A new biomaterial developed in Ireland has helped a thoroughbred filly with knee cartilage damage return to competition.
The material is a multi-layered three-dimensional porous scaffold called ChondroColl. It is composed of layers of collagen, hydroxyapatite and hyaluronic acid, which are materials native to joints.
ChondroColl is said to repair moving joints by stimulating host stem cells to regenerate both bone and cartilage, using the composition and architecture of the biomaterial to actively direct tissue formation.
It was developed by researchers from the Tissue Engineering Research Group at the Royal College of Surgeons in Ireland (RCSI) and the Advanced Materials and BioEngineering Research (Amber) Centre, led by Professor Fergal O’Brien.
The findings of research into the material have been published in the Journal of Tissue Engineering & Regenerative Medicine. It is the third research paper published in 2016 by the group which has shown the ability of the material to repair cartilage and joint defects.
This most recent study relates to a recent case in University College Dublin’s veterinary hospital and provided the first clinical use of the scaffold.
The patient was a 16-month-old thoroughbred filly named Beyonce who had large areas of damage in both left and right stifle (knee) joints as a result of a disease known as osteochondritis dissecans, in which cracks form in the joint cartilage and the underlying subchondral bone.
The outcome for such horses is often poor and may lead to euthanasia of the animal in severe cases.
David Stack and Florent David, from the veterinary hospital, removed the unstable osteochondral fragments. The multi-layered scaffolds were subsequently implanted, providing a template for new cartilage and bone to be formed.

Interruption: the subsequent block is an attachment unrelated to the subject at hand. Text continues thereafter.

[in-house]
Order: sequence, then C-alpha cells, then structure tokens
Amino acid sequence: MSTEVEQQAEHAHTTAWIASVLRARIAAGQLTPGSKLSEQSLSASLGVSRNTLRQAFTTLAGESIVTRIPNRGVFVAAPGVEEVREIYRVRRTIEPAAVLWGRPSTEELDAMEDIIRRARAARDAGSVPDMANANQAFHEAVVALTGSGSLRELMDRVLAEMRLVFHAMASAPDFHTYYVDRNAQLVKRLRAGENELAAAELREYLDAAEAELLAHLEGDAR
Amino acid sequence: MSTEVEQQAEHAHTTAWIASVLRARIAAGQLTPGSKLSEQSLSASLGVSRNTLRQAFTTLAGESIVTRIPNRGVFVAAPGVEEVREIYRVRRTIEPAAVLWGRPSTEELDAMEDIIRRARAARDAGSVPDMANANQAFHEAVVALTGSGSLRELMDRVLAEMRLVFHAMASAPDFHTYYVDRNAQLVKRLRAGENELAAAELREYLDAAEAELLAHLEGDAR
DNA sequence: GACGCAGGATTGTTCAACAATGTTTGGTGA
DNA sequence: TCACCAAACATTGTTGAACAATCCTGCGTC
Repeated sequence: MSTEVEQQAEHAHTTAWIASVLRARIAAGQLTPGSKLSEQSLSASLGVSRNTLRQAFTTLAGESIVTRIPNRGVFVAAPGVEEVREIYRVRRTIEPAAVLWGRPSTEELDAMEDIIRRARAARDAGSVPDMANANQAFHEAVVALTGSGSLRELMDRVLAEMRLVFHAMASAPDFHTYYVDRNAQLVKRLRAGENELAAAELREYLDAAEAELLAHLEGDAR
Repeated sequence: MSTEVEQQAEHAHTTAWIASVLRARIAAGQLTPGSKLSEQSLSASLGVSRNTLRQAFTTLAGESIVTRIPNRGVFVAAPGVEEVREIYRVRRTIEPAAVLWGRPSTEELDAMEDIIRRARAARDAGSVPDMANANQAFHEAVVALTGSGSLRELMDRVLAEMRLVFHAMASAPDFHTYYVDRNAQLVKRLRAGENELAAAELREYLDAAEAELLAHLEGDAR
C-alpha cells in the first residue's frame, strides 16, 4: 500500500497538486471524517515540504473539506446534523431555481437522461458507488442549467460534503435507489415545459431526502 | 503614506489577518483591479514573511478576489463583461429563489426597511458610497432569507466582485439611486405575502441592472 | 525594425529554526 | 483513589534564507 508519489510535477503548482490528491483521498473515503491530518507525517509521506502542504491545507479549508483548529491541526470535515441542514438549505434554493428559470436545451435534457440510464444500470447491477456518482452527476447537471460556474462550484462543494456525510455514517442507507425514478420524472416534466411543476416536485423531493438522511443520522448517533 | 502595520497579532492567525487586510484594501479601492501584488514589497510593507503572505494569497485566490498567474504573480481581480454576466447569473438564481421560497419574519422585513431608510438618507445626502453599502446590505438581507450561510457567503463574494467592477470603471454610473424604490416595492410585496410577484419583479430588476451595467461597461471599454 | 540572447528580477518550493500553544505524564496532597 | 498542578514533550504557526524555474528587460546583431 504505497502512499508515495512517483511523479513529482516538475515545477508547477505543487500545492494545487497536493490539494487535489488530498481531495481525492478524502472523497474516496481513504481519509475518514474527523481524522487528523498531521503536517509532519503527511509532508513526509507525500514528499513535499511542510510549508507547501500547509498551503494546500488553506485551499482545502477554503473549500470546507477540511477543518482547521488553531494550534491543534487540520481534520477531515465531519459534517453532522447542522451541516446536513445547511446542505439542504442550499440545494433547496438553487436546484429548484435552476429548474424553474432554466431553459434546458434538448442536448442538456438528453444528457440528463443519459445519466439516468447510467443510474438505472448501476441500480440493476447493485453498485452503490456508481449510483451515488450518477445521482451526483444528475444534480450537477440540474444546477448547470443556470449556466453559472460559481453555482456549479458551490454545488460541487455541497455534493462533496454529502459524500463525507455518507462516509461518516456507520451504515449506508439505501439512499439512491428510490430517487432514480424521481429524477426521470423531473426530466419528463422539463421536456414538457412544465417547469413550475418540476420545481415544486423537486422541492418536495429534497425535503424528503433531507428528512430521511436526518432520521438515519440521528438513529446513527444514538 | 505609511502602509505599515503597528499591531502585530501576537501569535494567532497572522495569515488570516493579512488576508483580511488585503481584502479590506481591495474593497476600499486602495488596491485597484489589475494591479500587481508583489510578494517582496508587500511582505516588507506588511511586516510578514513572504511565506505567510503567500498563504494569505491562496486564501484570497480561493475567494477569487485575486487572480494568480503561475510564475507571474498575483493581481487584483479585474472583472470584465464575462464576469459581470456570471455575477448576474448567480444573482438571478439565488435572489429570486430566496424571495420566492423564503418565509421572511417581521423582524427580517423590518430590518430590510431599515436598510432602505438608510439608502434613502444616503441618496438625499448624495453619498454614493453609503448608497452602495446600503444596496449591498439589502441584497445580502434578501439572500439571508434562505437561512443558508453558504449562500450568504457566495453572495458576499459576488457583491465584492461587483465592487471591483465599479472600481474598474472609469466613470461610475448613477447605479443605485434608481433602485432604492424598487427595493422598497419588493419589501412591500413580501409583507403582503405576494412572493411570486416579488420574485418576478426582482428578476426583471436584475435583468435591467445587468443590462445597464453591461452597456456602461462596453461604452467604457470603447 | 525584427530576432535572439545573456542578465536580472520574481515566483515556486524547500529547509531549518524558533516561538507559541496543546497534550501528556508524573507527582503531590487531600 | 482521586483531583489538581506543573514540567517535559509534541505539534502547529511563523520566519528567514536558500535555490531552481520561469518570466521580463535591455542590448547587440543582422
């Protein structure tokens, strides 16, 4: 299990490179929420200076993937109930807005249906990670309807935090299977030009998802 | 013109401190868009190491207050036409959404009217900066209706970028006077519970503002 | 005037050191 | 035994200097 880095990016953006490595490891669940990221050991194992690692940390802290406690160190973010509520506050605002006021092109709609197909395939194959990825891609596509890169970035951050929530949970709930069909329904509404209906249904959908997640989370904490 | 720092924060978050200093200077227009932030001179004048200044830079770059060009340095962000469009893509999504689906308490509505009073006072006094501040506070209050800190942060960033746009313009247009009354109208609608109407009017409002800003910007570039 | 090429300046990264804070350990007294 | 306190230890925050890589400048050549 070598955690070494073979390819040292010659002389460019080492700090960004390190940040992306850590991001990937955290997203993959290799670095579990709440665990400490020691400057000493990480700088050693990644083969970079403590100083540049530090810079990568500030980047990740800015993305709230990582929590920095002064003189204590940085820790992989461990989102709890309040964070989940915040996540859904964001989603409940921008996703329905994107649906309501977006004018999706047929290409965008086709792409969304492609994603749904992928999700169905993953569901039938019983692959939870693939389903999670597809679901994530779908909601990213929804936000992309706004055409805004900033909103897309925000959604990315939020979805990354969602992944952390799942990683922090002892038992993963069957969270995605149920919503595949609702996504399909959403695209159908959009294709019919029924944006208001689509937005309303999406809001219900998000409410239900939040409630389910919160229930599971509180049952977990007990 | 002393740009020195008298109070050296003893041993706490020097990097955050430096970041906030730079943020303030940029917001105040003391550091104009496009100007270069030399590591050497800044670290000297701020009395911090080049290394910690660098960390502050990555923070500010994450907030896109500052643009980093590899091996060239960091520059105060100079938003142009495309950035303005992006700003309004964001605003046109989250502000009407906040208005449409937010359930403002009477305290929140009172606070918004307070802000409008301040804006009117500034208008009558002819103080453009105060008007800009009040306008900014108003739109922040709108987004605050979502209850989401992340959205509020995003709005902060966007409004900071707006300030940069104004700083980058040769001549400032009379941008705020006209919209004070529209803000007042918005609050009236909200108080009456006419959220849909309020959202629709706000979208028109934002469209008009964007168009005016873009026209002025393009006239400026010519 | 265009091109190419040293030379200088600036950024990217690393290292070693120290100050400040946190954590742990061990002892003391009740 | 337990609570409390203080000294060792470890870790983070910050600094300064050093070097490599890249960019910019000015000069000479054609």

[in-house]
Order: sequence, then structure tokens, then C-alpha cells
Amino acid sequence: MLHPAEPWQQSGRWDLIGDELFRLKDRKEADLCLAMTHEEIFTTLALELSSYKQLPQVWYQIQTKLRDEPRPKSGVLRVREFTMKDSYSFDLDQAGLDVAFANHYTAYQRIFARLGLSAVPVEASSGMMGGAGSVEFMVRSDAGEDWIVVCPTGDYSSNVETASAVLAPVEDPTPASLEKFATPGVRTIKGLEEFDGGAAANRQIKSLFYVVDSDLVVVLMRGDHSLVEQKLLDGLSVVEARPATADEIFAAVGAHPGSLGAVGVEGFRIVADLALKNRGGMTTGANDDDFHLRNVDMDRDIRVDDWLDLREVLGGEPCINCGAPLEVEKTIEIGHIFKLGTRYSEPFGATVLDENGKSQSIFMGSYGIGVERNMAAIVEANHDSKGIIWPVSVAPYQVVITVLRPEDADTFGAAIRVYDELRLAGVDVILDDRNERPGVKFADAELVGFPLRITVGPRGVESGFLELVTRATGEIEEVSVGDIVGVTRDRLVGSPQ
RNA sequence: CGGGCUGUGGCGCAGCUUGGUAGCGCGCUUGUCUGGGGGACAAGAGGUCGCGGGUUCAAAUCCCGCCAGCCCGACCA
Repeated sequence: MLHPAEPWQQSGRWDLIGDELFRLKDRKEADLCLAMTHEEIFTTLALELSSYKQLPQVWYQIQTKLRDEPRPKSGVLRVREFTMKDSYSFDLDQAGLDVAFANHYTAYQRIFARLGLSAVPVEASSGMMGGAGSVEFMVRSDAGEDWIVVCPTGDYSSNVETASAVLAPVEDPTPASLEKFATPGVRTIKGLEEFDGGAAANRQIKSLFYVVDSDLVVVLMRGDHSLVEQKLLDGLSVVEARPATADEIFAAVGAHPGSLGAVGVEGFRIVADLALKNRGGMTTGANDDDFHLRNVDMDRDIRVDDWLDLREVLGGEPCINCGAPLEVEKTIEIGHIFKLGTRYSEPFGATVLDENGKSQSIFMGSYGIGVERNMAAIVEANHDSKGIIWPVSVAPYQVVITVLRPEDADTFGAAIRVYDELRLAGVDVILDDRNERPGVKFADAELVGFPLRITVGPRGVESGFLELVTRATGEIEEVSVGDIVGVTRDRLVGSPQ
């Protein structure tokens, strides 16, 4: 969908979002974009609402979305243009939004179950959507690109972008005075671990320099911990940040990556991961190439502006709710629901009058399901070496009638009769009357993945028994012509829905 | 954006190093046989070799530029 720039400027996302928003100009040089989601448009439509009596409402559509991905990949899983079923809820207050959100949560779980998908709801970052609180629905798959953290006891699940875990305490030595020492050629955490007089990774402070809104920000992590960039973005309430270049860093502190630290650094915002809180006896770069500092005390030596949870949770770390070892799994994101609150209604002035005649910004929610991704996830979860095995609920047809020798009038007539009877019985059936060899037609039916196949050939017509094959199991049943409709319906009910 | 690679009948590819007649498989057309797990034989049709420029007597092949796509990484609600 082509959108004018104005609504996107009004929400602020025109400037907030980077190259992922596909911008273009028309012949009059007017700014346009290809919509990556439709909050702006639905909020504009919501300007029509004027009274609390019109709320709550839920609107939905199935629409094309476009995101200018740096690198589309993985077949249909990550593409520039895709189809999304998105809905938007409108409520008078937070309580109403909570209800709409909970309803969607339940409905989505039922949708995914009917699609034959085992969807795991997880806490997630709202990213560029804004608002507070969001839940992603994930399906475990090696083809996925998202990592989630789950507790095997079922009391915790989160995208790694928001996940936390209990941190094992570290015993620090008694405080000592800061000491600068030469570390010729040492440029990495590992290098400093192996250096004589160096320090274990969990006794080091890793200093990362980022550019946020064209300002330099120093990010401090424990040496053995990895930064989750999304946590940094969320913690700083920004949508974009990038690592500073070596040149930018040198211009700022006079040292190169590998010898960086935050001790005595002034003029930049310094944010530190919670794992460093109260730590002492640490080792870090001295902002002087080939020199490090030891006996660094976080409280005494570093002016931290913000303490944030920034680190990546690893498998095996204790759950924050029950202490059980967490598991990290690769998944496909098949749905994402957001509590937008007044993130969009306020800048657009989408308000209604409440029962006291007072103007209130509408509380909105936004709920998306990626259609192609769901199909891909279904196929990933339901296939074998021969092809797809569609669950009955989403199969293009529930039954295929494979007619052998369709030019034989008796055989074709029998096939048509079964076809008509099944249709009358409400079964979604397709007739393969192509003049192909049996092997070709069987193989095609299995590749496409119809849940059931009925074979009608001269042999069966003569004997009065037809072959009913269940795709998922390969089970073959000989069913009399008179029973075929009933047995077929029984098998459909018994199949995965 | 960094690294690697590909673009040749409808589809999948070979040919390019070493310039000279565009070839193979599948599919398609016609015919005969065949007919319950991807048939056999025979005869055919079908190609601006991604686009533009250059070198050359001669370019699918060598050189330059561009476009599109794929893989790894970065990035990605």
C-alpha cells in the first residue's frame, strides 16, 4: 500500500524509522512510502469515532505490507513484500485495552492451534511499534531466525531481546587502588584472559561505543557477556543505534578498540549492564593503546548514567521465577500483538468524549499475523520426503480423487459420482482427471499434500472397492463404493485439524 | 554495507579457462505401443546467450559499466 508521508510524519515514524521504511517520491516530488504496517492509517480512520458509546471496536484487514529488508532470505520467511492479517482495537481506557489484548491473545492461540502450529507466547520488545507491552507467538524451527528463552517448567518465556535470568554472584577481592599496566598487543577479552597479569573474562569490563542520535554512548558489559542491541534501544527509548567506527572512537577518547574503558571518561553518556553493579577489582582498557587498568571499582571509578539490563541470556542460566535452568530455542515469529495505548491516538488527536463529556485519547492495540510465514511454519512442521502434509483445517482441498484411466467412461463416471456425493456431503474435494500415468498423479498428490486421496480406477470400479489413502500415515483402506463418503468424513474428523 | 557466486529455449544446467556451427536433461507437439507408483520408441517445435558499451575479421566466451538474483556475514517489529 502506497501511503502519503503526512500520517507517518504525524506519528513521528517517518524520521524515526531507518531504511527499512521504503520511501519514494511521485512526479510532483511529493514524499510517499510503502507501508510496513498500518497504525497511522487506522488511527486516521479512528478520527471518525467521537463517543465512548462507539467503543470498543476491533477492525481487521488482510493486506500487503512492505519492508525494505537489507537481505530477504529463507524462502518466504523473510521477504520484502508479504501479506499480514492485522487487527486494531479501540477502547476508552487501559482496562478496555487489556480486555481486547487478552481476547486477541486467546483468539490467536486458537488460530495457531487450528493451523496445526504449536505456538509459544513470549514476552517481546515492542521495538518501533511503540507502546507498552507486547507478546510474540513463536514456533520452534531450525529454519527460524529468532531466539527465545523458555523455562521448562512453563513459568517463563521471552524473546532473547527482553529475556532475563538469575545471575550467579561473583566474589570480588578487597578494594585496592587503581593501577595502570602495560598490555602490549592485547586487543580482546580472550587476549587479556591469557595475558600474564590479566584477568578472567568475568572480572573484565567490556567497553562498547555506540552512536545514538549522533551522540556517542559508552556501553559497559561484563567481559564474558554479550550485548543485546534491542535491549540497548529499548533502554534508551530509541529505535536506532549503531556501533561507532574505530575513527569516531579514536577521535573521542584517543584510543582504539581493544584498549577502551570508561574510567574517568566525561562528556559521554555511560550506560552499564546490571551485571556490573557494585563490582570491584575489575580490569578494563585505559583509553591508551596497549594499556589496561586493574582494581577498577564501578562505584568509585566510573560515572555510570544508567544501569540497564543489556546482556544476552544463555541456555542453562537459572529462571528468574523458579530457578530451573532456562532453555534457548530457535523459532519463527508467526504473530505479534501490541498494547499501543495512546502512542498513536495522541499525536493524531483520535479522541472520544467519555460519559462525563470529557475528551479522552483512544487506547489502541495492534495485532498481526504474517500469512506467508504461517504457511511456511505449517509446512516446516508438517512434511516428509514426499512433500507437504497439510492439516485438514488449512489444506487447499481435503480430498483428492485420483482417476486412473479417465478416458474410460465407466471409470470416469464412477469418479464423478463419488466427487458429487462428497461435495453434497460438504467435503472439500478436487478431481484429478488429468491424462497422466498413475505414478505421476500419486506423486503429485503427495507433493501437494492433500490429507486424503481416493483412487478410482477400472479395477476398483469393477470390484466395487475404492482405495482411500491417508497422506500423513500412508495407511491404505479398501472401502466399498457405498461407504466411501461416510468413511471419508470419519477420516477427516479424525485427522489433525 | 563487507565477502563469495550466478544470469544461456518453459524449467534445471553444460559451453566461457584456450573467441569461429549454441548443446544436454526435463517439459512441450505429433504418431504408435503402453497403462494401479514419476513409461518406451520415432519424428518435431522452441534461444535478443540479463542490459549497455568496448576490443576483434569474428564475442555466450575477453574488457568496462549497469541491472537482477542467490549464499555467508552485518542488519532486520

The procedure was successful and, since surgery, Beyonce has resumed training. She will compete in showjumping events in the coming months.
Additional healing assessment research reported for ChondroColl has also received promising results. The first was from a short term pilot study, the findings of which were published in Acta Biomaterialia, and the second was a long term pre-clinical study, also carried out in conjunction with University College Dublin’s School of Veterinary Medicine, which showed the ability of the scaffold to heal defects at 12 months in goats. These findings were recently published in Biomaterials, the leading specialist journal in the field.
Professor O’Brien, who heads the RCSI’s Tissue Engineering Research Group and is also deputy director of Amber, said the researchers were delighted with the outcomes so far, particularly the results from the Beyonce case.
“Our hope for the future is this technology will benefit human patients,” he said.
A company called SurgaColl Technologies had been formed and work involving the first human cases was anticipated in coming months. The company’s aim was to bring the patented technology to market.
Dr Tanya Levingstone, first author on the studies and a research fellow at the RCSI, said the research had shown the potential of the biomaterial to heal different-sized injuries in patients.
The Amber centre is funded by the Science Foundation Ireland.